Laboratory Blog about reverseT3

Bits from the article:

The “hibernation hormone” that isn’t

Technically, the term “hibernation hormone” is inappropriate to describe reverse T3. Reverse T3 can be elevated in conditions associated with a reduction in the metabolic rate, notably starvation, extreme carbohydrate restriction, chronic heart failure, and the non-thyroidal illness syndrome (also called “euthyroid sick syndrome” or “low T3 syndrome”) seen in critical illness, very elderly patients, chronic stress, myocardial infarction, and chronic inflammatory states. In these cases, the rise in rT3 is a consequence, not a cause, of the alterations in intracellular thyroid hormone metabolism directed by the deiodinase enzymes, the relative activities of which are affected by the condition itself. 

Some observed elevations in serum rT3 in the presence of exogenous thyroxine treatment are difficult to interpret, and can depend on the assay used. T4 can cross-react in immunoassays for rT3, resulting in a false increase in rT3 when T4 is high; more reliable tests for rT3 are performed using liquid chromatography/tandem mass spectrometry (LC-MS/MS). A study in euthyroid subjects receiving thyroxine suggested that the observed rise in rT3 was a result of increased substrate availability for the peripheral inactivation of T4 [10]. And elderly patients may either have an adaptive response to reduce thyroid hyperactivity at the tissue level, or have some type of non-thyroidal illness with consequent reactivation of D3, in both cases resulting in increased T4 inactivation via conversion to rT3; it has therefore been suggested that older patients with hypothyroidism may require lower replacement doses of T4 [11].  

Goosey gives good advice when she tells people to not go on severe dietary restrictions.  Seems it causes reverseT3 production.

There are quite a number of other interesting blog posts on this laboratory's website.

12 Replies

  • Part 1 of this blog essay:

  • Thanks Gabkad, very useful.



  • gabkad, 

    Good article showing the immensely complicated psychology of a very small part of the endocrine system. I guess the term "hibernation hormone" refers to (extremely lucky) healthy individuals unlikely to experience the RT3 imbalances or dominance that accompanies thyroid issues.

    At least the agreement seems to be that RT3 is a symptom rather than a cause and elevated levels are bad news. Also in order to overcome the generated high D3 enzyme activity, the underlying cause must be corrected such as high/low cortisol, low iron, insufficient nutrients, inflammation - these all applicable to Hashi sufferers and relatively easy to correct   ....  . BUT perhaps it depends on the severity and longevity of the said RT3 and then ... of course there are numerous others causes too ! ! ...  

    As we know reading RT3 test results is immensely difficult as so multi-multi-multi-multi-factorial and do most endos even know what a deiodinase is ? ? ...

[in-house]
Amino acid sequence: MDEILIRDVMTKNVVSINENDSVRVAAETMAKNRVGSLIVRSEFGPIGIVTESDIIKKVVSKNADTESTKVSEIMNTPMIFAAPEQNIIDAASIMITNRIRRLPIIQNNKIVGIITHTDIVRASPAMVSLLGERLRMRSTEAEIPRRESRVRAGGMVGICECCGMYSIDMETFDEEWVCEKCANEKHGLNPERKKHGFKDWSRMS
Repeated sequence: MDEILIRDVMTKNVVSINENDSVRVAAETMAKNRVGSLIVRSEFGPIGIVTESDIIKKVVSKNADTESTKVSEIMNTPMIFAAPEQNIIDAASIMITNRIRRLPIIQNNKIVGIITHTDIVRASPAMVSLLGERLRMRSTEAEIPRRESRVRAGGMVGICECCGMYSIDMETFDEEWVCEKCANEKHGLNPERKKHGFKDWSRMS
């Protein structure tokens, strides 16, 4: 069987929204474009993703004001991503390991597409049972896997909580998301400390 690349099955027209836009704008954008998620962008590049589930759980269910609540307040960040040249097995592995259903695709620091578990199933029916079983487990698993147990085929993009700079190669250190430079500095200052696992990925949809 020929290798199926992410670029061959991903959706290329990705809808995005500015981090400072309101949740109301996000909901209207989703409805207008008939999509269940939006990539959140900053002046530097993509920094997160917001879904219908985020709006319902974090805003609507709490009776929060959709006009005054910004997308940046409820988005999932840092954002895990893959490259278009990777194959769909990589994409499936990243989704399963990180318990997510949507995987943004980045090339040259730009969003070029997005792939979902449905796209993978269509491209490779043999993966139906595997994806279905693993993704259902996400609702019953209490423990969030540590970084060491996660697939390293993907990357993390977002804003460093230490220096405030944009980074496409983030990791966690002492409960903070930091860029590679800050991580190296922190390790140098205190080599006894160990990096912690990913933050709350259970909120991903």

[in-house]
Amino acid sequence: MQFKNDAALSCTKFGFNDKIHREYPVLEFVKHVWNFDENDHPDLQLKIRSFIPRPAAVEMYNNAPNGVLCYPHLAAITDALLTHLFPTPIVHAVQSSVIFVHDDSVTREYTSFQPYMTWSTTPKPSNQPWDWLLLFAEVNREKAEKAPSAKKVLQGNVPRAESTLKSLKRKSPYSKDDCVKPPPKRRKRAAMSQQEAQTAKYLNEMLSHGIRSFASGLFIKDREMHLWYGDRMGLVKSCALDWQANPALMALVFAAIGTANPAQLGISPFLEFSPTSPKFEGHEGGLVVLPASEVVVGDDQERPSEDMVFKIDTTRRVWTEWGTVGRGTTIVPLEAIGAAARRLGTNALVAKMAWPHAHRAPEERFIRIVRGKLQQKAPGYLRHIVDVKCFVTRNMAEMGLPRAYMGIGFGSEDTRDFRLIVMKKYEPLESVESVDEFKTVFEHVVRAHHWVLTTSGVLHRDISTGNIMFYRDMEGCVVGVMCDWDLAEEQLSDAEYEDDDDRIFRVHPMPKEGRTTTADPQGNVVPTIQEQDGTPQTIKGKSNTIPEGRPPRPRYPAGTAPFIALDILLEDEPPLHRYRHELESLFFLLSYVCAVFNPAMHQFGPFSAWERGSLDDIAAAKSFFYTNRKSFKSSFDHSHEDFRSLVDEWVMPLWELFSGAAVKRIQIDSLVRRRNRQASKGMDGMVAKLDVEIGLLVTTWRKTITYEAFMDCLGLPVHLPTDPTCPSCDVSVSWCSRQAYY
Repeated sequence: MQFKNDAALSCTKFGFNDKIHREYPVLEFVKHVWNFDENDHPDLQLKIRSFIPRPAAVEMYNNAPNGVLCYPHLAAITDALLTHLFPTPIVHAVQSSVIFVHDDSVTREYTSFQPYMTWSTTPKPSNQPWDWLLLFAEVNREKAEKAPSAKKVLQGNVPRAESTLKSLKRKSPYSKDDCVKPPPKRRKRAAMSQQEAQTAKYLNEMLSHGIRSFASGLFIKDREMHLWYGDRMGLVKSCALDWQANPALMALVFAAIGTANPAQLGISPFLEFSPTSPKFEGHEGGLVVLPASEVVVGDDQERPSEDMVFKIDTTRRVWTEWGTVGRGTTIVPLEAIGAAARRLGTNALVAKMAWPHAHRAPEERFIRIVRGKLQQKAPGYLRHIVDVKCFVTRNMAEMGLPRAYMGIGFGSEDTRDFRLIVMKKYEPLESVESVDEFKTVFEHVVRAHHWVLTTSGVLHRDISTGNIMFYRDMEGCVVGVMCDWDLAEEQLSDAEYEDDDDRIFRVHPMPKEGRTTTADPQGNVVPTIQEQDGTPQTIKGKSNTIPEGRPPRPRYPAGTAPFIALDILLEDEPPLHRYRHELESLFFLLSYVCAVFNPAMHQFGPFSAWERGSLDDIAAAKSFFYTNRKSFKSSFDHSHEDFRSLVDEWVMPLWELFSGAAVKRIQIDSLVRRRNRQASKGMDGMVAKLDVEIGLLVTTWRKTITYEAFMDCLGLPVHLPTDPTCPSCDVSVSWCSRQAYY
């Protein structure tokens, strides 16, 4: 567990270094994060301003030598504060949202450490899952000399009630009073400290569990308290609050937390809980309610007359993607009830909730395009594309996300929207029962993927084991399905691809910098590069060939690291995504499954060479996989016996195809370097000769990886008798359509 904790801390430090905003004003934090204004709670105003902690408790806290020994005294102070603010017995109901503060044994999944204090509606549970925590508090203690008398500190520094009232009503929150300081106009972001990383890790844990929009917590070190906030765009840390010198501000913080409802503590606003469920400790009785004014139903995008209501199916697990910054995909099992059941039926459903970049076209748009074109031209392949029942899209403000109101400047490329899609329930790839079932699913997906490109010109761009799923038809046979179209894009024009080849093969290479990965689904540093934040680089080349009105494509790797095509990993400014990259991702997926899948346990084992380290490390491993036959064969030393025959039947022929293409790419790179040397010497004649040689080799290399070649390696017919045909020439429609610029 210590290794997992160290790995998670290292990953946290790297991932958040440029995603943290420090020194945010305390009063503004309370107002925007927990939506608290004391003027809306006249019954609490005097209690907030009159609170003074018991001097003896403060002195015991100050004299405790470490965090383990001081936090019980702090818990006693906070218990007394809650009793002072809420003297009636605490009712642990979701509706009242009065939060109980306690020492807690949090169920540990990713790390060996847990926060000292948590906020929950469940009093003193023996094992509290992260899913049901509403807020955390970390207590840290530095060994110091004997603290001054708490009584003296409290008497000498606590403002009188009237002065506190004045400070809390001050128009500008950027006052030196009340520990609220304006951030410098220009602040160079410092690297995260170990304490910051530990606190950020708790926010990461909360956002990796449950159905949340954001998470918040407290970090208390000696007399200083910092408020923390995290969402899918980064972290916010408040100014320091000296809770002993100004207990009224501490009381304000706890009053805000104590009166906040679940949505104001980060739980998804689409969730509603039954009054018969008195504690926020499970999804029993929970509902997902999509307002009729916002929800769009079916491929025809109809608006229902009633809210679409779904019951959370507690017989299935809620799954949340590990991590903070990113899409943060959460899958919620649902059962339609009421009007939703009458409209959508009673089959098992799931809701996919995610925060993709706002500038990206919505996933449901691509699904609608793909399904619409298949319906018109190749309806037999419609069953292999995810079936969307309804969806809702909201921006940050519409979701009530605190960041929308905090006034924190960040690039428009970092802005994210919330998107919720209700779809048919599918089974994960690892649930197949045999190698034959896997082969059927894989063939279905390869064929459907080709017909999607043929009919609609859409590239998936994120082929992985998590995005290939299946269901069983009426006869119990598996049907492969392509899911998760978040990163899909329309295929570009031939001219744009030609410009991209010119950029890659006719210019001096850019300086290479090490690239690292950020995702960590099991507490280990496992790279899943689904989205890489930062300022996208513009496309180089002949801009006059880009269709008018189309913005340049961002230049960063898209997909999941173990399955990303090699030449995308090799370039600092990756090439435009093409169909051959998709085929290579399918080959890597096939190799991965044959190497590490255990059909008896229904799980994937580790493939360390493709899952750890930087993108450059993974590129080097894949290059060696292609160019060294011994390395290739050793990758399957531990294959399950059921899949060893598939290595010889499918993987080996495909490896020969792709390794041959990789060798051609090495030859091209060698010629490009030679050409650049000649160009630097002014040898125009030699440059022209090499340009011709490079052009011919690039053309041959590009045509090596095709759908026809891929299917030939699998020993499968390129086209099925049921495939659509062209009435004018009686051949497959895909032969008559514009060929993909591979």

• The second article has the blood measurement ranges for fT3 and rT3.  There's a lot more rT3 in the circulation by orders of magnitude than fT3 in healthy individuals.  rT3 is measured in nanograms per and fT3 in picograms per.  

    I'm in Ontario and rT3 stopped being a lab test here in 2009.  

  • There's a lot more rT3 in the circulation by orders of magnitude than fT3 in healthy individuals.  rT3 is measured in nanograms per and fT3 in picograms per. 

    And despite this there are people on thyroid forums who claim that a high Free T3 must be "mostly Reverse T3". To me this is like saying a pint pot of Free T3 contains a few gallons of reverse T3. It's total nonsense.

  • Yes HB  ... and how would they know ? ? .. as a high RT3 in one won't always equate to being higher than proportionate in anothers own thyroid psychology and whole general wellbeing.

    ... and why are they always in different measures ? ? 

    There is an equation for conversion but it is a bit beyond "necessary" work//maths. Education is good to have the ability to rectify so a basic understanding of thyroid function is excellent, but we should go on how we feel.  

  • radd, do you mean physiology?  As opposed to psychology?

  • LOL ....  if the results were referring to myself it could be either gabkad ! !  ... 

  • Right.  First if someone bothers to read the material, it is fT4 in the blood that can skew rT3 lab results.  

    Also nanograms (in which rT3 is measured) is a  thousand times more than picograms (which are the units of measurement for fT3).  

  • Ahhhh ... Thank you gabkad.

    Simple when you know how. What's the weather like in Ontario ? It is fab in UK today.

  • Blue skies.  Right now 4 degrees celsius but supposed to warm up to 14C.  Good walking weather.

  • My deflection strategy worked ...  :o))  ....  enjoy your walk. We're going out too. 

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